Bruce Willis

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Posted by kaori 03/20/2009 @ 02:10

Tags : bruce willis, actors and actresses, entertainment

News headlines
Bruce Willis' Surrogates trailer online - Metro
A trailer for the comic book adaption of Surrogates, starring Bruce Willis, has been unveiled online. Willis and Radha Mitchell star as futuristic FBI agents investigating a case which involves murder, cloning and shady corporate dealings,...
Barton's new movie missing money for launch - Ireland Online
The actress appears alongside Bruce Willis in 'Assassination Of A High School President', but the project is in need of investment before a release date is set. And Barton even claims movie distributors, Yari Film Group, have been forced to file for...
Bruce Willis is Starring in Russell Mulcahy's Grimm? - First Showing
by Alex Billington So wait, Bruce Willis is starring in a new movie from the guy who directed Resident Evil: Extinction - Russell Mulcahy? Say it ain't so! Our friends at ShockTillYouDrop have debuted the first teaser poster from a project called Grimm...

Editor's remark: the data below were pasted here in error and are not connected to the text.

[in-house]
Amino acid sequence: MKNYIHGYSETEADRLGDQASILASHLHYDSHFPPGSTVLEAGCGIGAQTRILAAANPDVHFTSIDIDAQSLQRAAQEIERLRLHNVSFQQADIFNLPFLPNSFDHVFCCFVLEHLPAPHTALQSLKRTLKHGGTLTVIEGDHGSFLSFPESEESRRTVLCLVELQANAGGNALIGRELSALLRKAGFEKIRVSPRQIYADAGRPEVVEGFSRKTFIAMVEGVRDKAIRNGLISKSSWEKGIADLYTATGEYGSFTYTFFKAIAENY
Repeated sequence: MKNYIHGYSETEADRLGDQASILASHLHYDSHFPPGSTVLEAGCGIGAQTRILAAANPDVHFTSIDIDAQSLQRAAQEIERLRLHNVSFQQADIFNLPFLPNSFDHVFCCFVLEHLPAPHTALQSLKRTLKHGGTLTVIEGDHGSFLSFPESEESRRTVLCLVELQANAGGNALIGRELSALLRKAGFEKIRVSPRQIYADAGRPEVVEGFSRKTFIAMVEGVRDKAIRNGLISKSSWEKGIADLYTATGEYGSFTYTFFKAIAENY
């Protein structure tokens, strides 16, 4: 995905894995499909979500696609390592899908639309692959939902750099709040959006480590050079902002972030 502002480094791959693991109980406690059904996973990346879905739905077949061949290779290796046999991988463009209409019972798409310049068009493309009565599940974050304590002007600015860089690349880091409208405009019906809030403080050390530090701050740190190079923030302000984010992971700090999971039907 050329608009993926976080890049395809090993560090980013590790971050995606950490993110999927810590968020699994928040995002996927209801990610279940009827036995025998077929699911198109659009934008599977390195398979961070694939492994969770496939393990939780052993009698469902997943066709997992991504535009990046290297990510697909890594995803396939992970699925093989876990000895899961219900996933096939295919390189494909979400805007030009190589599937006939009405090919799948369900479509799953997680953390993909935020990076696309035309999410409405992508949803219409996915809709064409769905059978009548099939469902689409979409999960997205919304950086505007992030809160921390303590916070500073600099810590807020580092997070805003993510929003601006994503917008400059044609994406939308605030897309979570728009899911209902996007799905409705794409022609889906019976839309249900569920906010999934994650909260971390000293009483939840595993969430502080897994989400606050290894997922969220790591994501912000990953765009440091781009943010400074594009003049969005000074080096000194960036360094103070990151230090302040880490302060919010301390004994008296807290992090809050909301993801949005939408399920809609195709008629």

First trailer for Bruce Willis' latest Surrogates released - The Inquisitr
When several surrogates are murdered, a cop (Bruce Willis) investigates the crimes through his own surrogate. The investigation forces the cop to bring his human form out of isolation and unravel a conspiracy behind the crimes....
No Big D For You, Dorothy Malone Speaks, and Why is Dallas in That ... - Dallas Observer
Then, finally, this odd note: I was watching the trailer for the latest Bruce Willis potential craptacular, Surrogates, when I spotted something particularly odd at the 1:45 mark -- a shot of downtown Dallas, featuring the Bank of America Plaza,...
First Footage From Bruce Willis's Surrogates - Cinema Blend